Sunday 18 November 2018

Judge jails C case rapist for `dreadful evil act'


THE RAPIST at the centre of the C case has been sentenced to 12 years in prison by Mr Justice John Quirke at the Central Criminal Court.Simon McGinley (25), a married man and father of three children from Dowdalshill, Dundalk, Co Louth, had pleaded guilty at an earlier hearing in October to raping the 13-year-old girl on August 27, 1997.

Mr Justice Quirke told him he had to pay a heavy penalty for what was a particularly abhorrent rape. Not only had he violated an innocent girl but his action had also led to the death of a child through abortion.

His victim was only 13 and the effect on her had been devastating. She had endured much not only from the rape but from what followed.

``You have deprived her of some of her childhood and all of her adolescence. You do not seem to appreciate the enormity of what you have done.''

The judge continued: ``You are not a demon, though some less responsible sections of the media have attempted to demonise you. You are a human being who did a dreadful, evil thing which has left this young woman heavily psychologically scarred for the rest of her life.''

The effect on her would probably have followed even if she had consented to have sex with him because she was only a child. The judge said he was sure McGinley should be conscious of that because he had a daughter himself who would soon be 13.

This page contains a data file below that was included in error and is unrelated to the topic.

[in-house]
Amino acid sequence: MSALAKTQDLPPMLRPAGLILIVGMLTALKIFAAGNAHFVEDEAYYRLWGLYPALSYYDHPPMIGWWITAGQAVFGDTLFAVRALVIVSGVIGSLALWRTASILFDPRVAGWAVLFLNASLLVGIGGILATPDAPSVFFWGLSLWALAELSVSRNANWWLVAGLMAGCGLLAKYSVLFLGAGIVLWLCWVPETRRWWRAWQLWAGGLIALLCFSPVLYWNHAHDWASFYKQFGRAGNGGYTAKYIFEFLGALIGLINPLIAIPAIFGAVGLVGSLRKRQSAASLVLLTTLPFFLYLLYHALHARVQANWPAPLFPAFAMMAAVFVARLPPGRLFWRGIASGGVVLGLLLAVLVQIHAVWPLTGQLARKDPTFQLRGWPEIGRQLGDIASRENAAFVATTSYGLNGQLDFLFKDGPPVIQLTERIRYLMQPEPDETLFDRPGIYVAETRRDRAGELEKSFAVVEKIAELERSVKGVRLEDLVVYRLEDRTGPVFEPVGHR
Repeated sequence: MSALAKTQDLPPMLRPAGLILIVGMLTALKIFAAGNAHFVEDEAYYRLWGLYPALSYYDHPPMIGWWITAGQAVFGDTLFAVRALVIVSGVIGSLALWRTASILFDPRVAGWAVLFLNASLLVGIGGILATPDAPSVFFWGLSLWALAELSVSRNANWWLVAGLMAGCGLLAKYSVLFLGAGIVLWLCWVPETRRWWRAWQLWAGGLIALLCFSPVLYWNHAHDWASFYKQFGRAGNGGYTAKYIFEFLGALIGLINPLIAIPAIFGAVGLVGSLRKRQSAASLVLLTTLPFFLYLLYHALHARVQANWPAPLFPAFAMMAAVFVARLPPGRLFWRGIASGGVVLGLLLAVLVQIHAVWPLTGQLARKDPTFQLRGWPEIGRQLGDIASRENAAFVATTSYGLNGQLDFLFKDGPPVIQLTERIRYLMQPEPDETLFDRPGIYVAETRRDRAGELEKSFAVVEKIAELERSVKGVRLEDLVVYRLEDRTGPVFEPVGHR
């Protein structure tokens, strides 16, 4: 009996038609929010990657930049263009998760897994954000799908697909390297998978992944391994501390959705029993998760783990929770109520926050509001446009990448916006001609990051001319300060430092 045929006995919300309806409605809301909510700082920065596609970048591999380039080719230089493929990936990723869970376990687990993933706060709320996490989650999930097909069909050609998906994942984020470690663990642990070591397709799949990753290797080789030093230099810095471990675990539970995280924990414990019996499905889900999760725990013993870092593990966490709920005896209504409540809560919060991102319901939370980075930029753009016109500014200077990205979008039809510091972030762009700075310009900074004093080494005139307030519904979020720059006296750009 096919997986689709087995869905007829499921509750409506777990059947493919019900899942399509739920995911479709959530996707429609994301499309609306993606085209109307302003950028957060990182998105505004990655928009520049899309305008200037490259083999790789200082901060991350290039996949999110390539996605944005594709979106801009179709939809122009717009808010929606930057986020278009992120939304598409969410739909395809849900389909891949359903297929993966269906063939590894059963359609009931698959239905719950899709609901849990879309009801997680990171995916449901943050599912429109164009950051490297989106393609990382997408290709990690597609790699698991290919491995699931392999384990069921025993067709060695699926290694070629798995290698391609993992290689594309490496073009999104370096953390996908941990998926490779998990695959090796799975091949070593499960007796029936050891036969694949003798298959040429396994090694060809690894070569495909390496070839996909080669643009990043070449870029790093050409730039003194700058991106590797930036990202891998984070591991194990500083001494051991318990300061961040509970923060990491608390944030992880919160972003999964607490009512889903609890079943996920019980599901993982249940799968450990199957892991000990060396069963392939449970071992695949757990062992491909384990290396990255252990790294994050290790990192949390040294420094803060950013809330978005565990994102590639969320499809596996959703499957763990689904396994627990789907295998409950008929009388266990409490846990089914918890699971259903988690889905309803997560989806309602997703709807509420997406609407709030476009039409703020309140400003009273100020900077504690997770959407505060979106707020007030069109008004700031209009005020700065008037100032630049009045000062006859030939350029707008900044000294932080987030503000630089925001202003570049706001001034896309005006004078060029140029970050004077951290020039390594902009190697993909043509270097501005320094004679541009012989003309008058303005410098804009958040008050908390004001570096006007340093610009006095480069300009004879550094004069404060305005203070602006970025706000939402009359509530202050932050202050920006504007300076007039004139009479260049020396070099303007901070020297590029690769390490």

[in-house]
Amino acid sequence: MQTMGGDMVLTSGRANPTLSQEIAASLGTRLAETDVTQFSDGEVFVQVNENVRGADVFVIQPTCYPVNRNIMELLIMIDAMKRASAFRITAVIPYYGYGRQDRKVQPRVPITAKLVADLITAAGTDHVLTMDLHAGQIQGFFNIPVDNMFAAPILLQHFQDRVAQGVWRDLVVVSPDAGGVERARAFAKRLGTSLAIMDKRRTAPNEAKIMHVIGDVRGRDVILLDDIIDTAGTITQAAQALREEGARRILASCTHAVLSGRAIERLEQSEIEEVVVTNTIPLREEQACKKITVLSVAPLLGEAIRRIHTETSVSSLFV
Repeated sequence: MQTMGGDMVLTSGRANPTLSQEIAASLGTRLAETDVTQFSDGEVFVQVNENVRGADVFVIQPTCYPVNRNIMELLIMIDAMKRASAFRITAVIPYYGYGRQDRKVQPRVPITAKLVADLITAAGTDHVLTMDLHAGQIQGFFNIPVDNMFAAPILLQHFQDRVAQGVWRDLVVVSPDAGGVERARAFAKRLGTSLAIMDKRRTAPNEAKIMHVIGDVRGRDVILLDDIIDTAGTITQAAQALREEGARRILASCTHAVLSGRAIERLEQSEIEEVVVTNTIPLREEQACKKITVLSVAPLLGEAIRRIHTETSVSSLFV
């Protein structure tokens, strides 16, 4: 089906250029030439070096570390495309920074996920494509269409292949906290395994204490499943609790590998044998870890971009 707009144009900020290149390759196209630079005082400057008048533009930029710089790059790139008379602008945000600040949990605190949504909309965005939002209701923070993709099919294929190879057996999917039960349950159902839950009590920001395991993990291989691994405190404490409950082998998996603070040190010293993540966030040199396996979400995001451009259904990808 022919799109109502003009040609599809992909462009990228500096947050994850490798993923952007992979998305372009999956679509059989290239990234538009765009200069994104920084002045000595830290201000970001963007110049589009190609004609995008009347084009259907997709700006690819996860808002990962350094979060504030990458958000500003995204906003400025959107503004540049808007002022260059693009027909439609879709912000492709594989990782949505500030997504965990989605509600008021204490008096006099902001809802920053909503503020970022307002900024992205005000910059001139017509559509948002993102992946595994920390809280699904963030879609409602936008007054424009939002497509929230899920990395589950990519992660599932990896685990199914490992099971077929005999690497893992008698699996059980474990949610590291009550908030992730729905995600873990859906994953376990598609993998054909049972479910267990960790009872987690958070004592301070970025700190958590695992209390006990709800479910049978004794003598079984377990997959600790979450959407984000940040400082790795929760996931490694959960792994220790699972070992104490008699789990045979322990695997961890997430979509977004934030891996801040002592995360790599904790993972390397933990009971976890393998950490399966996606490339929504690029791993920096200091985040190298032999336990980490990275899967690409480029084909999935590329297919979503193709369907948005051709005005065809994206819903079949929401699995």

Mr Justice Quirke said he took into account McGinley's previous good character, the fact that he was a responsible husband and good provider for his family and that he had pleaded guilty even though that was after a jury had been sworn in to try the case.

However, his plea had spared his victim having to relive her terrible experience in evidence. He suspended the final four years of the sentence on condition that McGinley undergo therapy in prison.

Det Sgt Gerard Kelly told prosecuting counsel Anthony Sammon SC the victim and accused were members of the travelling community. He came from one of the largest travelling clans and had no previous convictions.

The victim had been babysitting in a Dublin suburb for McGinley on the night of the rape and he offered afterwards to leave her home. But he drove past her halting site and when she queried this he said he was going to buy cigarettes. He stopped his Hiace van at a council site entrance, leaned over to her, punched her in the face, dragged off her clothes including her underwear, dragged her into the rear and, after undressing, raped her.

Det Sgt Kelly said that while they were both still in the back of the van, McGinley's wife came looking for him and banged on it. He looked out, pushed her away and while totally naked drove off for about half a mile.

The girl dressed herself while he was driving and after some time he stopped to put on his own clothes. She decided to make a run for it but he caught her and punched her again before pulling her back into the van.

McGinley then drove her home and threatened her he would cut her up if she reported what happened.

Det Sgt Kelly said the girl's mother was out when she got home and was in fact with McGinley's wife searching for him. Her family was also threatened not to report the rape but it was reported 18 hours later to gardai by a third party who was also a traveller.

McGinley's identity as the culprit was known to the gardai from the start but by then he had left the area.

Gardai searched areas of Waterford, Tipperary and Louth but failed to locate him until November 21, 1997 in Dundalk.

During the intense media interest surrounding the `Miss C' abortion issue in the courts, McGinley's father approached a detective he knew and went with him to Dundalk where McGinley presented himself, drove to Dublin and was arrested.

McGinley claimed in his initial admissions the girl seduced him and consented to sex.